We arrived at Snug Harbour by car, rather than by boat – a first for us on this trip. It isn’t really a harbour at all – as in a port for ships or boats. We (Steve, Tilly and I aboard Tai Chi) are in fact moored on the other side of Staten Island in Great Kills Harbour. Among other things, Snug Harbour is Maggie’s “estate”. Maggie is Steve’s sister, an artist extraordinaire, who lives on Staten Island and has a studio in one of the lovely old buildings in Snug Harbour. And Snug Harbour, a.k.a. Sailors’ Snug Harbour, it is an extraordinary remnant of New York’s seafaring past.
Is a collection of beautiful and architecturally varied 19th century buildings set in a 83 acre park along the Kill Van Kull on the north shore of Staten Island. The buildings are currently used by arts organizations under the umbrella of the Snug Harbor Cultural Center and Botanical Garden. But while its architecture, gardens, museums and current use is of beauty and interest, its history is even more fascinating.
At the beginning of the 19th Century, a New York tycoon, Captain Robert Richard Randall, bequeathed his Manhattan estate to serve as a retirement home for “aged, decrepit and worn-out seamen” sailors from the US or anywhere in the world. The governing body decided instead to rent out the Manhattan property and buy a much less expensive but more expansive estate on Staten Island instead – a savvy decision. At its peak in the late 19th Century, it was the wealthiest charity in New York, and there were 1000 retired sailors living there. Can you imagine the stories around the dining table or in the bar on the property?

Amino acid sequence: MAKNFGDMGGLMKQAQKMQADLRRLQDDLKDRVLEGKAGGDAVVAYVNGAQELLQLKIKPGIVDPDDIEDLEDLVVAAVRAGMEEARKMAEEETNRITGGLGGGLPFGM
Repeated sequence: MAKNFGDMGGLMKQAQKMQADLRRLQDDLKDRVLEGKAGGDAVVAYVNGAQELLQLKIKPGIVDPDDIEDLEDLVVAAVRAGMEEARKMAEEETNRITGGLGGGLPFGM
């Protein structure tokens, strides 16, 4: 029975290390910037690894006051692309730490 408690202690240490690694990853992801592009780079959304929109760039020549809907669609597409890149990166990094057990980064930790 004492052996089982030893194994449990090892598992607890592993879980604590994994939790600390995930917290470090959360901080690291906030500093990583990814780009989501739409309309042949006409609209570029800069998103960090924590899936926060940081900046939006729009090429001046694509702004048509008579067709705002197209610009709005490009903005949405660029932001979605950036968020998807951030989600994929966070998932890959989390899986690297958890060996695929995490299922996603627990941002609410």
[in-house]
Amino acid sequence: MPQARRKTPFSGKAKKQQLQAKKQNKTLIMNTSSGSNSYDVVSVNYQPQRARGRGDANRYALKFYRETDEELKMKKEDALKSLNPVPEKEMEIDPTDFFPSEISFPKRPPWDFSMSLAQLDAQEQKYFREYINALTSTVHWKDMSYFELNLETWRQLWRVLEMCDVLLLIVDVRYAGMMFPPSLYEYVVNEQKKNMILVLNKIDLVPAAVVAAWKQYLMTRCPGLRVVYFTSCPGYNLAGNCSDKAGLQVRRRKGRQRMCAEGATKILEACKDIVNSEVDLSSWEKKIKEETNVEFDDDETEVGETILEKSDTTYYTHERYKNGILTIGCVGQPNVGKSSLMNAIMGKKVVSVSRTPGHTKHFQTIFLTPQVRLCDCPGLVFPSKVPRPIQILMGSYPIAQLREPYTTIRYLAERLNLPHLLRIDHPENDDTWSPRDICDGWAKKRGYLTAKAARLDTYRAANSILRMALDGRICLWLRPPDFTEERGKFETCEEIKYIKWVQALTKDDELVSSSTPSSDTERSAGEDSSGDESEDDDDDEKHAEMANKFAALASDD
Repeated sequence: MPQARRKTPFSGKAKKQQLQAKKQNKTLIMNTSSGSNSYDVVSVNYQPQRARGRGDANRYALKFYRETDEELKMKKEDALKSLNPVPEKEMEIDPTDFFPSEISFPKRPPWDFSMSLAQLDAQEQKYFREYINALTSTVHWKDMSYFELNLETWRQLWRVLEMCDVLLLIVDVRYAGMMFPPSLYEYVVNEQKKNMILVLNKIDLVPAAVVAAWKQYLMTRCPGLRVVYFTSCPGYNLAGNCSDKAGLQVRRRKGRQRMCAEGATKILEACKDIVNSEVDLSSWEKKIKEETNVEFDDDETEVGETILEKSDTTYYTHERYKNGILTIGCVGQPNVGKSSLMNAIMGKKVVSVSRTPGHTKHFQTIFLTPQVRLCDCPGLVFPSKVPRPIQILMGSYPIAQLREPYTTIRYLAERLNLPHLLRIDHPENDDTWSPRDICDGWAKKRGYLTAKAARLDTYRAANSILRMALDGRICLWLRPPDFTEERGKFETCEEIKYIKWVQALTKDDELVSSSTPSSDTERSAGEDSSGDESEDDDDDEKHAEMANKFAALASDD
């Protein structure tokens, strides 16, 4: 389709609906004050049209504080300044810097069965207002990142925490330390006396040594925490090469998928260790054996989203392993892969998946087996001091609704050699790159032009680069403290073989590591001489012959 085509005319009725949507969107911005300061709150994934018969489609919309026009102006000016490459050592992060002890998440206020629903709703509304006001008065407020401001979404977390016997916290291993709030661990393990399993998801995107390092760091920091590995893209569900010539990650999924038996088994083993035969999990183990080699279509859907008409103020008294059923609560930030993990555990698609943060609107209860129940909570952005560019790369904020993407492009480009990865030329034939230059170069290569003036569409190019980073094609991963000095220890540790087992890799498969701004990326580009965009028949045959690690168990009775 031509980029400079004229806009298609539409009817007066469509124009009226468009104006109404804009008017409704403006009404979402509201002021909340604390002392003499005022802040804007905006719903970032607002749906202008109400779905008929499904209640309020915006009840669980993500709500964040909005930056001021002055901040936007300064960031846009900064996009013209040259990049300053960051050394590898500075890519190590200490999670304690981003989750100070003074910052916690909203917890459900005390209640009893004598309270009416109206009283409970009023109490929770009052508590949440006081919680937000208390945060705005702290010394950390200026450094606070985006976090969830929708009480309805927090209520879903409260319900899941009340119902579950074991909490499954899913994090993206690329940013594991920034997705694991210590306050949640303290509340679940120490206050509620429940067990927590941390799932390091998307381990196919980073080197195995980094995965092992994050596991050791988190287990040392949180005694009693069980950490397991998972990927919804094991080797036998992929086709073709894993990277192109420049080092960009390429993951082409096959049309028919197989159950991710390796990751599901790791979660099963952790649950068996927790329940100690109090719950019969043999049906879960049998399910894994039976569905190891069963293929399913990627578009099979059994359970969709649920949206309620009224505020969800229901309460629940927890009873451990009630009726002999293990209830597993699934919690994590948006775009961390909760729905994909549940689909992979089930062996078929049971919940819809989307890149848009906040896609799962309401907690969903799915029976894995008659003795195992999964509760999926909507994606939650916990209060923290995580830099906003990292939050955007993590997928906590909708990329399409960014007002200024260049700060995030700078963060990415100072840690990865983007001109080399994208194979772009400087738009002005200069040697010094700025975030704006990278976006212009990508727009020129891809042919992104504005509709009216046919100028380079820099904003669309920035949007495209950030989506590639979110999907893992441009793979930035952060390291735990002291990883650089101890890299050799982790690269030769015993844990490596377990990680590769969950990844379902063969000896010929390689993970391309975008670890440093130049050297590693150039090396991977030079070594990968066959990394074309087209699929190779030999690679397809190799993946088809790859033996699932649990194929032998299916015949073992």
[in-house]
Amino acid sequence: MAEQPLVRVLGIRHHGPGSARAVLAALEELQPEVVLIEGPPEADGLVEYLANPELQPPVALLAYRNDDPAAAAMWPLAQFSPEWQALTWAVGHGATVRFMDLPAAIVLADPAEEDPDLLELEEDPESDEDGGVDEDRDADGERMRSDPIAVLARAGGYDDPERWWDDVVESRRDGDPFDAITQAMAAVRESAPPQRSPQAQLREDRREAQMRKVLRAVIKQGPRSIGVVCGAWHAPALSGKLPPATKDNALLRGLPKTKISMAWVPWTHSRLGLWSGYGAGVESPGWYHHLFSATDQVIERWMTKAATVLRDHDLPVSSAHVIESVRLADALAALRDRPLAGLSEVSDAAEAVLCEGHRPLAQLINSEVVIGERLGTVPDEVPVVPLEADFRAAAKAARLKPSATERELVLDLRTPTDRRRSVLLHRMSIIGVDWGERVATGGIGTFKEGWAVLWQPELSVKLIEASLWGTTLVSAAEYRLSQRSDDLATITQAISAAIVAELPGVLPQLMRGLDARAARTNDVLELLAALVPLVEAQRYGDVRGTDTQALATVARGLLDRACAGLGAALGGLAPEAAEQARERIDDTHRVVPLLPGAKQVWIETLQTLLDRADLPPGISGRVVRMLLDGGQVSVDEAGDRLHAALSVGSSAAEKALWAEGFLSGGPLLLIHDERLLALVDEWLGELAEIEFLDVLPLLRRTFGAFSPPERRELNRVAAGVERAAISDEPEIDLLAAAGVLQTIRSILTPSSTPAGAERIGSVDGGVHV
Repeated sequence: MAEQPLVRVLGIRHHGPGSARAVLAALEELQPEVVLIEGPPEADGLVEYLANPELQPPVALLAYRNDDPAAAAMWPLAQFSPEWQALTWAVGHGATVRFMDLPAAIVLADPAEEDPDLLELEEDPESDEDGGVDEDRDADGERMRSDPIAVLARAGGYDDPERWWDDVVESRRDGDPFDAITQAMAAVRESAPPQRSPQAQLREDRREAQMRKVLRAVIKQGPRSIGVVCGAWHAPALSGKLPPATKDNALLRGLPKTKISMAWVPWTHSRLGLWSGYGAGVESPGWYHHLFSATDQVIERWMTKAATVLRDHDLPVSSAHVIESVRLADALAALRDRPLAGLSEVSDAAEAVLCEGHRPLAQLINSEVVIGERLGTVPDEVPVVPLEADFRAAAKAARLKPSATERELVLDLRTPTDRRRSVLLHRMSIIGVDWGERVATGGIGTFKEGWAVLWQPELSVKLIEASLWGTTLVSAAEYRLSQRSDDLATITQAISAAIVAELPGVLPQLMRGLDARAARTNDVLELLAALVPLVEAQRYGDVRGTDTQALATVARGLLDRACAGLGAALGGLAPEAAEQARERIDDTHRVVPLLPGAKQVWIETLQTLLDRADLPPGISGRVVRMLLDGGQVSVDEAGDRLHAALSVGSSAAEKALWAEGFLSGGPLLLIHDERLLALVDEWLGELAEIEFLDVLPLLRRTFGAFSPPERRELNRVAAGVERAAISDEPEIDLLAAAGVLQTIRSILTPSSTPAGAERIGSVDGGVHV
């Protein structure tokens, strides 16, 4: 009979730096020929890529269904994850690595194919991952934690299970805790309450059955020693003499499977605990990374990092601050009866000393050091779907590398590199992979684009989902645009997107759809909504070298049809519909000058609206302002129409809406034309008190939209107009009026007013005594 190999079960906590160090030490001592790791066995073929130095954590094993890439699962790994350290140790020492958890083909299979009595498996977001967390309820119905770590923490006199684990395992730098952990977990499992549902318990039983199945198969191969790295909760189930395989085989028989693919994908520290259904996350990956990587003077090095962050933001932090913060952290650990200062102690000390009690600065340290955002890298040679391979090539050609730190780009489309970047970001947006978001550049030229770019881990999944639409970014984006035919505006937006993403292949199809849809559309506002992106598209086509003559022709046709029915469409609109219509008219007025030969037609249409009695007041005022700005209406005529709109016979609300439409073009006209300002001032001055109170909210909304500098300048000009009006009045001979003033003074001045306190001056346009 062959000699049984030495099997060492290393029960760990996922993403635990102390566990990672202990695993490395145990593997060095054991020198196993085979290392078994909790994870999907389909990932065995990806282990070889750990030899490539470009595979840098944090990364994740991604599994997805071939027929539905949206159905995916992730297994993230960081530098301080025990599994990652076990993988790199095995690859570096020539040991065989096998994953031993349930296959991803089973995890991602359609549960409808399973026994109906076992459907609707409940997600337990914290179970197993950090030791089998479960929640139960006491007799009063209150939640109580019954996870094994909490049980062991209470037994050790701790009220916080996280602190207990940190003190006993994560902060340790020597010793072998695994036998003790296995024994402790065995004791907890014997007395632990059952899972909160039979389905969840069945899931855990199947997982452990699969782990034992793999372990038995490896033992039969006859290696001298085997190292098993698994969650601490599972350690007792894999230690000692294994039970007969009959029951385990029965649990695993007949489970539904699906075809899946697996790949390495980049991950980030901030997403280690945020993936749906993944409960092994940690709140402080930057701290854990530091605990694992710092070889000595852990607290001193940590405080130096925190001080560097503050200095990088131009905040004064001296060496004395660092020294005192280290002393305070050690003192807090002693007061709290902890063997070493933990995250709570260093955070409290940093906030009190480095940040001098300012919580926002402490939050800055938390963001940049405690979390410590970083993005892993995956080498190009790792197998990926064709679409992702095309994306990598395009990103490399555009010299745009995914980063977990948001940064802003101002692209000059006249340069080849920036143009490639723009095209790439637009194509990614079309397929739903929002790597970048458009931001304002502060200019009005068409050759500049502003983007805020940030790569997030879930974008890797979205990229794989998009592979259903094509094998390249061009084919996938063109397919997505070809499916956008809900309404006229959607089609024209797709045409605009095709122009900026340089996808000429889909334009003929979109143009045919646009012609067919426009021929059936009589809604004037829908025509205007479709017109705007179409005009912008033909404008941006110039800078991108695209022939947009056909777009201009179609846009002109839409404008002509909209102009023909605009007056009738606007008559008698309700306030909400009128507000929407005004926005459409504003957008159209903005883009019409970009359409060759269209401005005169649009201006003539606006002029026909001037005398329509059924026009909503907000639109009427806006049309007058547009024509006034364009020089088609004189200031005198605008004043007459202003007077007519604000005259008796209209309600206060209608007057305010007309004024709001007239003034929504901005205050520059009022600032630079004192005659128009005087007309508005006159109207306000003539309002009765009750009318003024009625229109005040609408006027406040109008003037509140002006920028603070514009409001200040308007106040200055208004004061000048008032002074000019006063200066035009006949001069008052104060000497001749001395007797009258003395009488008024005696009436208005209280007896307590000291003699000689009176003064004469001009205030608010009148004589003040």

Unfortunately, with the introduction of social security in the 1930’s, the need for accommodation dwindled, the estate fell on hard times financially and into disrepair structurally. Most of the buildings were saved when it was listed as a historic landmark and it finally opened to the public in the 1970’s.
Maggie has her studio in one of these lovely buildings – near the Children’s Museum building, the Staten Island Museum, and the Noble Maritime Collection. The most wonderful part though is the estate itself – amazing grounds, some in need of a little TLC, but other parts a botanical treasure trove – like a collection of themed secret gardens. Best of all was the Chinese Scholar’s Garden.
It being a sunny Sunday, we had enjoyed a drive around Staten Island with Maggie’s dearest friend Johnnie, our personal tour-guide – visiting Lighthouse Hill and the winding lanes of Emerson Hill.
Afterwards we drove to Snug Harbour, visited her studio and enjoyed a delicious picnic of fresh salads and crusty bread on the lawn in the Snug Harbour estate. We visited the amazing Chinese Scholar’s Garden, the vegetable garden and the Tuscan Garden. We ambled amongst the beautiful buildings on the estate, sat and chatted by the pond, and checked out the Noble Maritime Museum. You need to view our photo-journal to get an inkling of the unique beauty of Snug Harbour.
On the way back we stopped to take in the breath-taking view of NY Harbour, Manhattan and the Verrazano Bridge from Fort Wadsworth. It was great to see from such a different perspective, having sailed across the harbour and under the bridge just a couple 0f days earlier.
We returned to the boat in the late afternoon and our friend Mat joined us there for dinner on the boat, bringing us our mended dinghy and filled fuel tank. Oh, the wonders of friendship.
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